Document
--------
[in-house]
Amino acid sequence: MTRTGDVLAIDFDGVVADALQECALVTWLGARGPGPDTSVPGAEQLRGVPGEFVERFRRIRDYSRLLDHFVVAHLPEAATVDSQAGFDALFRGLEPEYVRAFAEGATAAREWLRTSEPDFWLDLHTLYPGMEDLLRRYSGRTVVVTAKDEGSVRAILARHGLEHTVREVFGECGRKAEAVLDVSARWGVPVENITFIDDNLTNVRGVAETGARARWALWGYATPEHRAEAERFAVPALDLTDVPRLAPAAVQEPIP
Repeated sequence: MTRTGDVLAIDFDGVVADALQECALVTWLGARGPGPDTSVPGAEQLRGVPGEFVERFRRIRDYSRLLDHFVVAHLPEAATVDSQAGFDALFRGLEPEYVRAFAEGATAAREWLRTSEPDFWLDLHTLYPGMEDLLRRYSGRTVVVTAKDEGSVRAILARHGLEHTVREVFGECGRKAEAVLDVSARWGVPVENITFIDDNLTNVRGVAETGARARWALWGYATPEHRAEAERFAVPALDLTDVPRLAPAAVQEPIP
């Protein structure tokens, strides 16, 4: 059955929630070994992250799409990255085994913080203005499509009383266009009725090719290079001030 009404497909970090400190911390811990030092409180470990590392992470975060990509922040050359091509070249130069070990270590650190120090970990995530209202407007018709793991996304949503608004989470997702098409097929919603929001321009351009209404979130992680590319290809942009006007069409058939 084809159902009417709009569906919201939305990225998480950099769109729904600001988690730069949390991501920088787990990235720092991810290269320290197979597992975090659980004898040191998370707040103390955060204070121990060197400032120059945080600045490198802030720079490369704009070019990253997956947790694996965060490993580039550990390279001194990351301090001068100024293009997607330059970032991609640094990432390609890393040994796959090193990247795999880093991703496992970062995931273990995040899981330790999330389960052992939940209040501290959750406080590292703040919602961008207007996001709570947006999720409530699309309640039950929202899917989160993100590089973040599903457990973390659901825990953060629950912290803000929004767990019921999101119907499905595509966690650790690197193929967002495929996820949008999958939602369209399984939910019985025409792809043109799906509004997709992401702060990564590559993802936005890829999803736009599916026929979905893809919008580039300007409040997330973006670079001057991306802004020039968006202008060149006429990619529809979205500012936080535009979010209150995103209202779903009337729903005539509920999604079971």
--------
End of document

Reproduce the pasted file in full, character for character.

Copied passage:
[in-house]
Amino acid sequence: MTRTGDVLAIDFDGVVADALQECALVTWLGARGPGPDTSVPGAEQLRGVPGEFVERFRRIRDYSRLLDHFVVAHLPEAATVDSQAGFDALFRGLEPEYVRAFAEGATAAREWLRTSEPDFWLDLHTLYPGMEDLLRRYSGRTVVVTAKDEGSVRAILARHGLEHTVREVFGECGRKAEAVLDVSARWGVPVENITFIDDNLTNVRGVAETGARARWALWGYATPEHRAEAERFAVPALDLTDVPRLAPAAVQEPIP
Repeated sequence: MTRTGDVLAIDFDGVVADALQECALVTWLGARGPGPDTSVPGAEQLRGVPGEFVERFRRIRDYSRLLDHFVVAHLPEAATVDSQAGFDALFRGLEPEYVRAFAEGATAAREWLRTSEPDFWLDLHTLYPGMEDLLRRYSGRTVVVTAKDEGSVRAILARHGLEHTVREVFGECGRKAEAVLDVSARWGVPVENITFIDDNLTNVRGVAETGARARWALWGYATPEHRAEAERFAVPALDLTDVPRLAPAAVQEPIP
């Protein structure tokens, strides 16, 4: 059955929630070994992250799409990255085994913080203005499509009383266009009725090719290079001030 009404497909970090400190911390811990030092409180470990590392992470975060990509922040050359091509070249130069070990270590650190120090970990995530209202407007018709793991996304949503608004989470997702098409097929919603929001321009351009209404979130992680590319290809942009006007069409058939 084809159902009417709009569906919201939305990225998480950099769109729904600001988690730069949390991501920088787990990235720092991810290269320290197979597992975090659980004898040191998370707040103390955060204070121990060197400032120059945080600045490198802030720079490369704009070019990253997956947790694996965060490993580039550990390279001194990351301090001068100024293009997607330059970032991609640094990432390609890393040994796959090193990247795999880093991703496992970062995931273990995040899981330790999330389960052992939940209040501290959750406080590292703040919602961008207007996001709570947006999720409530699309309640039950929202899917989160993100590089973040599903457990973390659901825990953060629950912290803000929004767990019921999101119907499905595509966690650790690197193929967002495929996820949008999958939602369209399984939910019985025409792809043109799906509004997709992401702060990564590559993802936005890829999803736009599916026929979905893809919008580039300007409040997330973006670079001057991306802004020039968006202008060149006429990619529809979205500012936080535009979010209150995103209202779903009337729903005539509920999604079971």